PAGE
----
The slogan, “A better life for all” has evaporated into thin air. Bridging the gap between the haves and have-nots is no longer in the political vocabulary. The African renaissance has gathered dust in the library and intellectually stimulating discourse has become alien to the political theatre. It seems the political mandarins have run out of creative and innovative ideas. The OR Tambo memorial lectures do not even resemble his intellectual prowess.
Let me admit, creativity has taken place within a very strange context. Factions have evolved marketing strategies by branding them into OM17, PM17 (provincial), CR17 and NDZ (national). They are no longer operating as loose conglomerations. They perform their factional duties in a structured and organised manner.
They are so powerful that the brand of the ANC has been overshadowed. The only item on the agenda revolves around outsmarting each other in order to acquire something lucrative, with the public sector economy a primary victim. The issue of the state-owned enterprises have become a soft target for sectarian self satisfaction.
Many SOEs are supported by the government, whereas they were established to make a meaningful contribution to the growth of the economy, create employment opportunities, upskill the labour force and bring money into state coffers to ensure sustainable state liquidity. This would in turn enable the state to deliver effectively on its constitutional mandate and ensure it reduces its budget deficit and become less dependent on loans.
State’s over-reliance on borrowing weakens its capacity to mitigate against the impact of political, socio-economic, safety and security risks. These, combined, could threaten state sovereignty.
Locate the after-effects of factionalism within this context: factionalism within mainstream politics poses a serious threat to us as a nation as a whole. That’s why all of us should be concerned. It is of paramount importance to rescuscitate activism within civil society context to curb the threat factionalism represents.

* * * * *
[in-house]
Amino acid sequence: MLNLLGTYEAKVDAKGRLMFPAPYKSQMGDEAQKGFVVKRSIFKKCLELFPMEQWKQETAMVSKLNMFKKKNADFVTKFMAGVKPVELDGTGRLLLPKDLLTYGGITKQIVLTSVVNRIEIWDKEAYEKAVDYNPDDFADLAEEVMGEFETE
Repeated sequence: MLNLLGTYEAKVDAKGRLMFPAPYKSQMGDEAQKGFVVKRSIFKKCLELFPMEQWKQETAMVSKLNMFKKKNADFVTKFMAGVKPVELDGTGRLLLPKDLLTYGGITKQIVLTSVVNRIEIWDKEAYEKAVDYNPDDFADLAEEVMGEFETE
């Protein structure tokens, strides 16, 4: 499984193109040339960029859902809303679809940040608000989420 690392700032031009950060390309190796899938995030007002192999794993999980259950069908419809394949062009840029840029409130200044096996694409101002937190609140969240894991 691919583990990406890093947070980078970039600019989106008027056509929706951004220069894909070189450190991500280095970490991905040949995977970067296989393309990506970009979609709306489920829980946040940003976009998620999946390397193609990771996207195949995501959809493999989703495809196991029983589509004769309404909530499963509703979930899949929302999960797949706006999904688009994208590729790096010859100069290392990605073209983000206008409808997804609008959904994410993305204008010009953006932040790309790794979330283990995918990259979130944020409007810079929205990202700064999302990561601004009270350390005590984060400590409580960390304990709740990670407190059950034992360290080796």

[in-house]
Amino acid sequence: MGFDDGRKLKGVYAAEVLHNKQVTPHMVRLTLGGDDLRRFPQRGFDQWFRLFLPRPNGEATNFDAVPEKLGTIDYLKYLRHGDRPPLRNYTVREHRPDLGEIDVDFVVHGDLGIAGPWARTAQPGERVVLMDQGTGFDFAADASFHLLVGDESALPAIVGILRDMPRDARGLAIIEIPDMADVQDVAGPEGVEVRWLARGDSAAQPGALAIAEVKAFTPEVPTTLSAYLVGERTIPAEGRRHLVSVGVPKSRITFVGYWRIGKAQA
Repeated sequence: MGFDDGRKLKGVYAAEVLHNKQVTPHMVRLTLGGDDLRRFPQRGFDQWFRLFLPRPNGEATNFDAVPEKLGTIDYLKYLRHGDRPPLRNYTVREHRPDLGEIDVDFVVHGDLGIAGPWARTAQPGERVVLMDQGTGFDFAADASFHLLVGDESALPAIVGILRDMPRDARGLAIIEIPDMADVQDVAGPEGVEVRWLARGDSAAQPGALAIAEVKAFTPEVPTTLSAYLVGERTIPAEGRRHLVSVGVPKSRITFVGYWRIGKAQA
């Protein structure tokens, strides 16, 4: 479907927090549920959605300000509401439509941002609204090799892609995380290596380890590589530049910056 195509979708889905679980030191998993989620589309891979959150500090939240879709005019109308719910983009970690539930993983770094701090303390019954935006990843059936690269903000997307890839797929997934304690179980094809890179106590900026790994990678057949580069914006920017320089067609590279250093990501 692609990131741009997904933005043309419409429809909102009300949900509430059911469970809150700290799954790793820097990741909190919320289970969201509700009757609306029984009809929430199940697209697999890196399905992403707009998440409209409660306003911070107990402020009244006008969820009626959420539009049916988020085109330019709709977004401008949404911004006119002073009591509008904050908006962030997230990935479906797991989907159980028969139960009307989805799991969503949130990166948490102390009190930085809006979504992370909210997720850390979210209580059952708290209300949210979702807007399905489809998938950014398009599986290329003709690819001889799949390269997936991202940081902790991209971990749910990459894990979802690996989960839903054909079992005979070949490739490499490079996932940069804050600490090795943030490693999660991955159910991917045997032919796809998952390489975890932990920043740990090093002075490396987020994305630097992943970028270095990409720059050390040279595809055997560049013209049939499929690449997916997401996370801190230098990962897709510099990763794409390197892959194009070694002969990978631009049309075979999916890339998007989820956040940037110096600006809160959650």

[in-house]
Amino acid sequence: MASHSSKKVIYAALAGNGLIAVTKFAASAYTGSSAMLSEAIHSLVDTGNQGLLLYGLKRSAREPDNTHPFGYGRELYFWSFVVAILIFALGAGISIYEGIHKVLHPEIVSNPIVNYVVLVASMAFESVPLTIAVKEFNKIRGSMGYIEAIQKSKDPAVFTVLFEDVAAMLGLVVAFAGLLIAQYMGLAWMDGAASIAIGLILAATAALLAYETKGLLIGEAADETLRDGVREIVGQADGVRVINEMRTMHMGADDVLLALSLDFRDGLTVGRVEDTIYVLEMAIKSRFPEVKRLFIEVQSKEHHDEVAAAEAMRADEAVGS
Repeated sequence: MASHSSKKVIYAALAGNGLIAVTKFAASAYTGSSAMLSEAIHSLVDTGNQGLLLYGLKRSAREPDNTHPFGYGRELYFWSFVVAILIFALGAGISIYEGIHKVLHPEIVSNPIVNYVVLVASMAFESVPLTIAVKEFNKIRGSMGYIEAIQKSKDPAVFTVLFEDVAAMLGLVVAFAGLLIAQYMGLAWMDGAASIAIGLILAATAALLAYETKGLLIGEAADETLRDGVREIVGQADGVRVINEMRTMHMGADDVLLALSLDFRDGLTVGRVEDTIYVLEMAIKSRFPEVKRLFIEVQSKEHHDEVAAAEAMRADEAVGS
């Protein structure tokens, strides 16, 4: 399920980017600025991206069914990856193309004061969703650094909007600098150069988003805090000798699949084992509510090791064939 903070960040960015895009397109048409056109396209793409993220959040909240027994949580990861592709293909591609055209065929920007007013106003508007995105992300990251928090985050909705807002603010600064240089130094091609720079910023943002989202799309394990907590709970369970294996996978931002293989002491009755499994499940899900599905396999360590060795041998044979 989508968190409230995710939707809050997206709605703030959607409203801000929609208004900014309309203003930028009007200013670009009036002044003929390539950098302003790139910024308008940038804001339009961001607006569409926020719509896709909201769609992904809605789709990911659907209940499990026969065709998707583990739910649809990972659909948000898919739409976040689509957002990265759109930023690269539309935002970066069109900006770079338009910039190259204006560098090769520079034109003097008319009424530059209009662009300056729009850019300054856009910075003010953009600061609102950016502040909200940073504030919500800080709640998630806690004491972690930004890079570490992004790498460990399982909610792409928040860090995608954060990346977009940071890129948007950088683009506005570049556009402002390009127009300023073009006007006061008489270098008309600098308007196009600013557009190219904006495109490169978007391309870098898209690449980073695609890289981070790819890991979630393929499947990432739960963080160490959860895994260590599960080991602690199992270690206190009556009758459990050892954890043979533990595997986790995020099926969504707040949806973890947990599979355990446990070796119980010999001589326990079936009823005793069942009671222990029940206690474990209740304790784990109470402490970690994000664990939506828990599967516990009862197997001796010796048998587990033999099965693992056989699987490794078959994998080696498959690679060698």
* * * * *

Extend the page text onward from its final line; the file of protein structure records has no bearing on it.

The misdemeanours of SOEs, political uncertainty and the vacillation of leadership on governance matters have contributed to economic decline. Compounding the situation is a National Development Plan that is not located within the context of the budget. The NDP as an overarching vision of the nation should have been linked to the budget. Anyone who says the NDP is in operation is being economical with the truth.
This uncertainty has created discomfort within investor circles, and investments are not in full swing. These are some of the issues the Minister of Finance Malusi Gigaba should be addressing with his colleagues and other role players. Focusing more on conservative fundamentalism is not a solution to the deep seated socio-economic problems characterising South Africa.
Gigaba overemphasised points raised by his predecessors without detailing what is to be done. That is what South Africa needs now as we weather the storm. To be fair to the present incumbent, he may have good intentions to turn the tide, but decisions being made at the apex of government may frustrate his vision.
He operates within the context of multiple micro and macro competing interests linked to global forces with a different agenda. In a hierarchal political chain allergic to proper governance, decisions are taken in a crude manner and cascaded to subordinates for execution. It is up to them to comply – or not and face the consequences.
Global factors have also contributed to the economic meltdown, and local businesses invest offshore instead. Illicit capital outflow running into billions has become a threat to the South African economy. These things are happening at a time where critical state organs are fragile due to extraneous factors serving a purpose outside the constitutional framework. South Africans liberated themselves from the yoke of apartheid, and it is up to them to fix their situation.
- Christian Mxoliswa Mbekela is a strategic work consultant specialising in HR, EE and risk management. A former SAYCO NEC member, he was part of the team that re-established the ANC Youth League. He is currently doing a PhD in the Sociology Department at Rhodes University.